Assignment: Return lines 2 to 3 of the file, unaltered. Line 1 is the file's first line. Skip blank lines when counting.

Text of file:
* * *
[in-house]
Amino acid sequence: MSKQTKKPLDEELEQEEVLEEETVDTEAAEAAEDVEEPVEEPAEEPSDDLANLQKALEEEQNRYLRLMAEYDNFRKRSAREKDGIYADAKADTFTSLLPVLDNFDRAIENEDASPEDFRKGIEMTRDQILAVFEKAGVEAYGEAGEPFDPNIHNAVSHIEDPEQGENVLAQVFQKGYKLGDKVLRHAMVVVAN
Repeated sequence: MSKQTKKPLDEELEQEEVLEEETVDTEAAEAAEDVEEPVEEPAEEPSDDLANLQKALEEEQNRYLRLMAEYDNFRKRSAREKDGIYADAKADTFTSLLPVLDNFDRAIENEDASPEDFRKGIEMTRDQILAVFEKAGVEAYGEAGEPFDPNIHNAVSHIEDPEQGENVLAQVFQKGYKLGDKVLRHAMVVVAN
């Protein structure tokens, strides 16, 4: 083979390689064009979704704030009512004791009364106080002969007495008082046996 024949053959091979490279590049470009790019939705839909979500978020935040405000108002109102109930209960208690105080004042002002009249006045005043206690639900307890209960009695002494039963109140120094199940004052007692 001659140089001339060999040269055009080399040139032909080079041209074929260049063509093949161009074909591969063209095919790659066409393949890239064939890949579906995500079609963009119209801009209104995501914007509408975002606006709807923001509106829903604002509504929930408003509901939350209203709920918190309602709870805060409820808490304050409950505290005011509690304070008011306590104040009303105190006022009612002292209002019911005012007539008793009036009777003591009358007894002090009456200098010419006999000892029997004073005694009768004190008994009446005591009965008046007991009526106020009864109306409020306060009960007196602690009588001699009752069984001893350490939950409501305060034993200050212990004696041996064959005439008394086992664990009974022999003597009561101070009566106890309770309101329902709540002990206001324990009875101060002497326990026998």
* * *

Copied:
Amino acid sequence: MSKQTKKPLDEELEQEEVLEEETVDTEAAEAAEDVEEPVEEPAEEPSDDLANLQKALEEEQNRYLRLMAEYDNFRKRSAREKDGIYADAKADTFTSLLPVLDNFDRAIENEDASPEDFRKGIEMTRDQILAVFEKAGVEAYGEAGEPFDPNIHNAVSHIEDPEQGENVLAQVFQKGYKLGDKVLRHAMVVVAN
Repeated sequence: MSKQTKKPLDEELEQEEVLEEETVDTEAAEAAEDVEEPVEEPAEEPSDDLANLQKALEEEQNRYLRLMAEYDNFRKRSAREKDGIYADAKADTFTSLLPVLDNFDRAIENEDASPEDFRKGIEMTRDQILAVFEKAGVEAYGEAGEPFDPNIHNAVSHIEDPEQGENVLAQVFQKGYKLGDKVLRHAMVVVAN